Geoff Farina has been making records and touring consistently since the early 90s, and he has carved out small enclaves of dedicated fans across the US, Europe, and Japan.
His band Karate made nine genre-bending records and toured extensively for twelve years, and the songs he penned with The Secret Stars have reached cult status, covered by the likes of Death Cab for Cutie and Ida.
Since 2006, Farina's Glorytellers have combined Karate's indie-rock urgency with the Secret Stars' soft-spoken intimacy to evoke the best qualities of both bands.
Atone, Glorytellers' second release, is a collection of nine unclassifiable gems that gently unfold with ease and dignity.
Atone reaches into all corners of Americana; Echoes of Harry Nilsson's Everybody's Talkin reverberate through "The Keystone," as Farina narrates a train ride through the decaying mining towns of Pennsylvania.
The acoustic and electric guitars on "Concaves'" are woven together like twin fiddles. Matt Pond recently described the deftly fingerpicked "Just What I Was Thinking" as 'bluegrass Morrissey'.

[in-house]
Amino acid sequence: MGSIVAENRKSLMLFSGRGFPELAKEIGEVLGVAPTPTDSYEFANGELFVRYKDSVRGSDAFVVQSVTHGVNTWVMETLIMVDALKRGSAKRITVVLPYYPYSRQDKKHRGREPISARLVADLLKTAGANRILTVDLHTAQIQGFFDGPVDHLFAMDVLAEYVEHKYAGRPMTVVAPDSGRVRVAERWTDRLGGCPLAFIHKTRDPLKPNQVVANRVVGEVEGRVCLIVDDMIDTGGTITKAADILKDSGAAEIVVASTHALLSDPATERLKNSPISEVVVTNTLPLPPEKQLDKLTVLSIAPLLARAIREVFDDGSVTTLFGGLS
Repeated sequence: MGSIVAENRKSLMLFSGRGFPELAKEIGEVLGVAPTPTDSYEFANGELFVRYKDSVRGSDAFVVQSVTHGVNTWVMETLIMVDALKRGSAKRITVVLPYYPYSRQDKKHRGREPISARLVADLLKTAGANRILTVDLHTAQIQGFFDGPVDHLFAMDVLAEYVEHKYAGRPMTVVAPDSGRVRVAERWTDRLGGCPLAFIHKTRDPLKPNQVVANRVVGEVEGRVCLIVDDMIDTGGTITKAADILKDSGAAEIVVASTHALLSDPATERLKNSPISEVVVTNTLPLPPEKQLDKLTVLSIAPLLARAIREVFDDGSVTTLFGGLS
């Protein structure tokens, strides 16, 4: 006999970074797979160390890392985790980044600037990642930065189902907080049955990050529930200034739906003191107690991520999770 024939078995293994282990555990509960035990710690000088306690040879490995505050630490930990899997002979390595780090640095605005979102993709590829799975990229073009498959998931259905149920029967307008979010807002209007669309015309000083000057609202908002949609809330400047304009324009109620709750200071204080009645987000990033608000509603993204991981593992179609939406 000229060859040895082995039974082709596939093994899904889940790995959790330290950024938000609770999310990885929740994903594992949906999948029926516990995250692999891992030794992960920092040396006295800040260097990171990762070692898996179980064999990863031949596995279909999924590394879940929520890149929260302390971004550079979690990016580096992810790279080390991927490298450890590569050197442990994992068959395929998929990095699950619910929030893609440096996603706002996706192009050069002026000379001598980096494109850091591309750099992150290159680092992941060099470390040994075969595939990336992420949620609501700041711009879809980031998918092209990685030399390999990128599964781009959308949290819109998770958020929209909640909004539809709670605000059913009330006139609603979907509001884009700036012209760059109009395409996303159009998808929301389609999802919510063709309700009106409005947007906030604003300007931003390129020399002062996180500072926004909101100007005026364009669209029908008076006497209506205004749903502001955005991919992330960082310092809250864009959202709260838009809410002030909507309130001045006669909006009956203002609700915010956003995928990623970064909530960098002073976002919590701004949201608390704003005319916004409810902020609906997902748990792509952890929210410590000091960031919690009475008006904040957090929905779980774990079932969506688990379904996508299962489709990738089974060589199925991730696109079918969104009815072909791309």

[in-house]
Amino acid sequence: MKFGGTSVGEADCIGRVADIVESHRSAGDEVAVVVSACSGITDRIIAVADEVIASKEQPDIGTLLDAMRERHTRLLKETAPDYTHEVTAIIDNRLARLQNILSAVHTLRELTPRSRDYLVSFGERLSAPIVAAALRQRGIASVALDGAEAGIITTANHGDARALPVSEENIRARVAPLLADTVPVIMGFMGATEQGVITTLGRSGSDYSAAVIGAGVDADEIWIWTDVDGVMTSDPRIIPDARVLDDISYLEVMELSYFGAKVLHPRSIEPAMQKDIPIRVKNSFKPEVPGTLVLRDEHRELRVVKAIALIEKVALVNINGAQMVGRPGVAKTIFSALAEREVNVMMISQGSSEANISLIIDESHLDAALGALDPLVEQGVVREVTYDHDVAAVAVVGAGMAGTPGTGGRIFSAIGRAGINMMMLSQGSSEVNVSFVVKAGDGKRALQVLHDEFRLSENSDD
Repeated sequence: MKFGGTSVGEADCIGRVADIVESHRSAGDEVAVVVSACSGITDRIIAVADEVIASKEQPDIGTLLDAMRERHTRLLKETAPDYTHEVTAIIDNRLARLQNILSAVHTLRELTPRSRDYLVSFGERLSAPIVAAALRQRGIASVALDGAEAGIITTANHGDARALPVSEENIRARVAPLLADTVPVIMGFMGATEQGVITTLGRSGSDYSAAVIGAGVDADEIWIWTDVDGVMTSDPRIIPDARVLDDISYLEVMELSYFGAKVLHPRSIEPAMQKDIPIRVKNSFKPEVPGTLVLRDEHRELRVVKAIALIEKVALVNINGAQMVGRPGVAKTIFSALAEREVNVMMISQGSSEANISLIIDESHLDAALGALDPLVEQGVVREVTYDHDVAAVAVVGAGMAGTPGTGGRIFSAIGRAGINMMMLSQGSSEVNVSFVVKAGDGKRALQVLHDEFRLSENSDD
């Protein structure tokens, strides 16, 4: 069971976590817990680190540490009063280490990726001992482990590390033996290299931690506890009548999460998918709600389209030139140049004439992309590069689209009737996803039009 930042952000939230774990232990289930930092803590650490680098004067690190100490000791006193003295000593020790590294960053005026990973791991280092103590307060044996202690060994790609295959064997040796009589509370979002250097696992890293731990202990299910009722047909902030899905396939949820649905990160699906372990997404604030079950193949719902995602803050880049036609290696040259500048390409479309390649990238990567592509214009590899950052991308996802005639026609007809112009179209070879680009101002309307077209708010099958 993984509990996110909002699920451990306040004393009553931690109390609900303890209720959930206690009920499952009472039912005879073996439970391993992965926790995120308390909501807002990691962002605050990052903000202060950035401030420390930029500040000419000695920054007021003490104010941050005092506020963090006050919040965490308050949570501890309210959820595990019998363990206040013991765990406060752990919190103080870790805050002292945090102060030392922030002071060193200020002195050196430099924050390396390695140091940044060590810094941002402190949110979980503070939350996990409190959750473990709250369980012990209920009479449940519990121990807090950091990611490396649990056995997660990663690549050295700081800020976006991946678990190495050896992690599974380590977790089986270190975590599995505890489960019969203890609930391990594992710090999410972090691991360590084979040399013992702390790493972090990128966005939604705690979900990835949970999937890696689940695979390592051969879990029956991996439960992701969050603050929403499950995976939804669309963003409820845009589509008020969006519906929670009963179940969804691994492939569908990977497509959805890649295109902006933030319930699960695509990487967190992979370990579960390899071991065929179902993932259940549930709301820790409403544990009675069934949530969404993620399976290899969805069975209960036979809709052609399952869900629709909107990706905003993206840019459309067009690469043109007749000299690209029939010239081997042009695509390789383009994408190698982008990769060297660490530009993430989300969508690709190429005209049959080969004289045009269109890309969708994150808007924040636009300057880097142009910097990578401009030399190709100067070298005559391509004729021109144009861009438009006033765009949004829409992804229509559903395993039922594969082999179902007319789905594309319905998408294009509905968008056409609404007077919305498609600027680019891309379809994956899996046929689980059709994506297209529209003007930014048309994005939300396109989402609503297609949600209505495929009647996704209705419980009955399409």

There is even a bawling Walter Horton-style Marine Band that punctuates the bluesy "Softly as She Sings." But for all its pre-punk influences, Glorytellers have their feet firmly planted in 80s and 90s guitar music: Had they been plugged into 100-watt Marshall amps, the guitars on "Fours" and "Omni Stars" would be at home on a Pitchfork or New Radiant Storm King record, and the six-plus minutes of "The Coldest War" seethe and simmer like Karate's best albumending epics.
Despite its junkyard harmonica and finger-picked steel strings, Atone is what might have been called "a catchy indie record" a decade ago.
Farina's colourful lyrics and delicate vocal melodies permeate its charming, buoyant songs.
Atone is at once soft-spoken and proud, urgent and at ease, and its vivid narratives resonate more with each listen.
File Under: Americana For Friends of: Karate, Secret Stars, Codeine, HiM, Nick Drake, Decemberists, Harry Nilsson, Walter Horton